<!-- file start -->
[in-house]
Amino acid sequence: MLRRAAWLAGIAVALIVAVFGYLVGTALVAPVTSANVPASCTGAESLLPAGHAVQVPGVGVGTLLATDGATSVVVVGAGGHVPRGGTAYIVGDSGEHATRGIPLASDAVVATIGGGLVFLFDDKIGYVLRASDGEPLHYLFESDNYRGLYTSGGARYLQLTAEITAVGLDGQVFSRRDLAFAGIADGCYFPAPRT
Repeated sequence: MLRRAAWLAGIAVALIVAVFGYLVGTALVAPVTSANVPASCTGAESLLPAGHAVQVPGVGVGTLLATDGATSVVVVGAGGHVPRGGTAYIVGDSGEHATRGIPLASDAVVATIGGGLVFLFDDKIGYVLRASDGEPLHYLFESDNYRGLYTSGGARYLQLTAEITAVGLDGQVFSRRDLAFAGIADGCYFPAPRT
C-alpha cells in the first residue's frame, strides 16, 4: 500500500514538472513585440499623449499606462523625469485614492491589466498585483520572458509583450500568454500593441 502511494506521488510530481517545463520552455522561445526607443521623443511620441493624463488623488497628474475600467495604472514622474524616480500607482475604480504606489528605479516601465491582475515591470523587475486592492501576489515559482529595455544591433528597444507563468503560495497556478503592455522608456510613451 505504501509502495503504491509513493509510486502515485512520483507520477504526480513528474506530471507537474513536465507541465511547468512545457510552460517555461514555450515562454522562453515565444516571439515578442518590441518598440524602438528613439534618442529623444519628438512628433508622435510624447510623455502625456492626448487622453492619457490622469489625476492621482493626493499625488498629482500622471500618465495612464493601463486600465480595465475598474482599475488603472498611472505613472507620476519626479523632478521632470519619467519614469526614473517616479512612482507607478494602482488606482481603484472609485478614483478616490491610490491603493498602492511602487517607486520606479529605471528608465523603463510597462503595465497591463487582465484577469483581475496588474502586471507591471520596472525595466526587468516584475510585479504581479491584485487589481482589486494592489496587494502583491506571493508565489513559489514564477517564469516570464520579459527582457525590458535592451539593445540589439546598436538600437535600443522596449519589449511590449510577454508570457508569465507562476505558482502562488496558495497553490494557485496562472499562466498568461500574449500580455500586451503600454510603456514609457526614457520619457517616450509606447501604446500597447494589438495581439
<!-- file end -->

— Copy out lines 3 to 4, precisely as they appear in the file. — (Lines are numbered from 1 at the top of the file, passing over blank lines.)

Repeated sequence: MLRRAAWLAGIAVALIVAVFGYLVGTALVAPVTSANVPASCTGAESLLPAGHAVQVPGVGVGTLLATDGATSVVVVGAGGHVPRGGTAYIVGDSGEHATRGIPLASDAVVATIGGGLVFLFDDKIGYVLRASDGEPLHYLFESDNYRGLYTSGGARYLQLTAEITAVGLDGQVFSRRDLAFAGIADGCYFPAPRT
C-alpha cells in the first residue's frame, strides 16, 4: 500500500514538472513585440499623449499606462523625469485614492491589466498585483520572458509583450500568454500593441 502511494506521488510530481517545463520552455522561445526607443521623443511620441493624463488623488497628474475600467495604472514622474524616480500607482475604480504606489528605479516601465491582475515591470523587475486592492501576489515559482529595455544591433528597444507563468503560495497556478503592455522608456510613451 505504501509502495503504491509513493509510486502515485512520483507520477504526480513528474506530471507537474513536465507541465511547468512545457510552460517555461514555450515562454522562453515565444516571439515578442518590441518598440524602438528613439534618442529623444519628438512628433508622435510624447510623455502625456492626448487622453492619457490622469489625476492621482493626493499625488498629482500622471500618465495612464493601463486600465480595465475598474482599475488603472498611472505613472507620476519626479523632478521632470519619467519614469526614473517616479512612482507607478494602482488606482481603484472609485478614483478616490491610490491603493498602492511602487517607486520606479529605471528608465523603463510597462503595465497591463487582465484577469483581475496588474502586471507591471520596472525595466526587468516584475510585479504581479491584485487589481482589486494592489496587494502583491506571493508565489513559489514564477517564469516570464520579459527582457525590458535592451539593445540589439546598436538600437535600443522596449519589449511590449510577454508570457508569465507562476505558482502562488496558495497553490494557485496562472499562466498568461500574449500580455500586451503600454510603456514609457526614457520619457517616450509606447501604446500597447494589438495581439